Cecilia Rigacci: Passion and Palio


Not Just Another "Dolce Vita"Earlier this summer, I wrote a few posts about Il Palio di Siena: my first Palio experience and a bit of a history of the Palio. If you’ve read them (go read them!) you’ll know that the Palio happens twice a year: July 2nd and August 16th. I didn’t want to leave all the Palio blogging leading up to the one in July, so, through the lovely way that everyone knows everyone in Siena, I managed to wangle an insider Palio experience to share with you here. Pronti? Ready?

In a little bottega in a little corner of a winding street in Siena, chiocciolina (member of the Snail contrada) Cecilia Rigacci has her workshop. It’s there that she paints and restores the drums used in various contradas. She also makes barberi, Senese toys, and it’s where, last summer, Cecilia Rigacci masterfully designed and painted the Palio banner for the 2013 Palio d’Assunta (August).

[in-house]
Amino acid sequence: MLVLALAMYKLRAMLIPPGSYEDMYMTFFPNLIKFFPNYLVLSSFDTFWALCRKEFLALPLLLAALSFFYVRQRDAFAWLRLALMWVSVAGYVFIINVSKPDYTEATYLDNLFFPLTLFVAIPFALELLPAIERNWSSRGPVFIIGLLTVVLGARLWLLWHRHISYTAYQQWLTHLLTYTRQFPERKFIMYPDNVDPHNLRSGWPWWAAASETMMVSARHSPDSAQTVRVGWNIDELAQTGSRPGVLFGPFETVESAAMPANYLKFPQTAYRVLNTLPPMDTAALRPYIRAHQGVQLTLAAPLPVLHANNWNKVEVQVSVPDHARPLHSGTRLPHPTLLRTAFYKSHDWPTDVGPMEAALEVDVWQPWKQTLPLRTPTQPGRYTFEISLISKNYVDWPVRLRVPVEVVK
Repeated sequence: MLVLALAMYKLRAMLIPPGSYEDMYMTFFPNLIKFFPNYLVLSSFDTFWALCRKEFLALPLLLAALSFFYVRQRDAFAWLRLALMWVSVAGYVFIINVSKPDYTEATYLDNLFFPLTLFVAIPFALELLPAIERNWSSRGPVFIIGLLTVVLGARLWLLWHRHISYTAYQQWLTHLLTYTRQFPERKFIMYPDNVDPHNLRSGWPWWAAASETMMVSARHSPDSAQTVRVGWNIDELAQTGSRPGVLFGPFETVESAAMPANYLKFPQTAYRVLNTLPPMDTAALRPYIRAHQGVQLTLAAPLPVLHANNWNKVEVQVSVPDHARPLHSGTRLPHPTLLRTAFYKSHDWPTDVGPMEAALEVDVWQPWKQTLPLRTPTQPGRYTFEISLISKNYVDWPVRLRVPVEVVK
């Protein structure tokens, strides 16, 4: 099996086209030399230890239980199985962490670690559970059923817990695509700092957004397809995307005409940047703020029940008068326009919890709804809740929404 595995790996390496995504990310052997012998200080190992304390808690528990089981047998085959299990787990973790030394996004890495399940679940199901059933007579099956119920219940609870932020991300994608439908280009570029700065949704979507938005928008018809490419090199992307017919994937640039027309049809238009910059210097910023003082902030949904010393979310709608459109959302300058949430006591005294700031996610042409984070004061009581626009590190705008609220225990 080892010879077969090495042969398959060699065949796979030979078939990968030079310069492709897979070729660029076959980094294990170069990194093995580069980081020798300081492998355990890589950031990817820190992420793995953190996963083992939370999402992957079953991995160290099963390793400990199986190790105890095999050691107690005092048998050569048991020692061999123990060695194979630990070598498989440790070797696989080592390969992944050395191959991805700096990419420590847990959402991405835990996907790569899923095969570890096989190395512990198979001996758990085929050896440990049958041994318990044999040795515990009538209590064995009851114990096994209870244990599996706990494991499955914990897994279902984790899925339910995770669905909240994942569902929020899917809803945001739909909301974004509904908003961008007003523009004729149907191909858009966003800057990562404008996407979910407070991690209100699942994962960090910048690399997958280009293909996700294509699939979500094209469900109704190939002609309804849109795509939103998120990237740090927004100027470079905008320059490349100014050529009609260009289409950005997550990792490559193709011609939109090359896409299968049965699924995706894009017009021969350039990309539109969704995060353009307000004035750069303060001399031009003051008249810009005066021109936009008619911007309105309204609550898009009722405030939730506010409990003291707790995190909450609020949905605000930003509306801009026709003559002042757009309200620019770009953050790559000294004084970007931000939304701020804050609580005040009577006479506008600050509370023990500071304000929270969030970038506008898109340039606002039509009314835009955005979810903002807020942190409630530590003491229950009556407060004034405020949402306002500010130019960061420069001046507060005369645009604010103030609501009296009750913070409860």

While the Palio was back in her workshop for restoration, I had the chance to drop in one morning and see it up close. I also got to chat with the artist and learn what goes into making such a prized banner: passion, skill, love, history, respect, hope, tears, laughter, heart. And in Rigacci’s case, lots of rock music. (It helps her work).

But you don’t just volunteer to paint the Palio, turn up your Zeppelin and take up your paintbrush – on the contrary. An artist has to be selected by the city of Siena, then supplied with a piece of Florentine silk made especially for the Palio (80 cm x 250 cm), draw up a plan, gather materials, then put paintbrush to Palio and get working.

When she heard that she had been selected to be the artist for August 2013, Rigacci’s heart soared. “It was incredible,” she said.

It was the opportunity that every Senese artist dreamed of. It was her chance to do something for her city. “I wanted this Palio to give people a reason to love Siena,” she said. Plus, it’d give her the chance to give life to the Palio design she’d had tucked away in her mind forever.

Rigacci's Madonna (Virgin Mary)

Rigacci’s Madonna (Virgin Mary)

Rigacci’s Palio includes many elements starting with the Madonna, who has featured on every Palio for centuries, because Siena the city is dedicated to her. A young Page, which represents Siena, offering up the 17 contradas to the Virgin Mary. Trailing from the Page’s pillow is a green ribbon, with the words “O Maria la tua Siena difendi”, a popular Senese invocation to the Madonna to defend “her” Siena. “When a Senese hears this, it brings a shiver,” she says.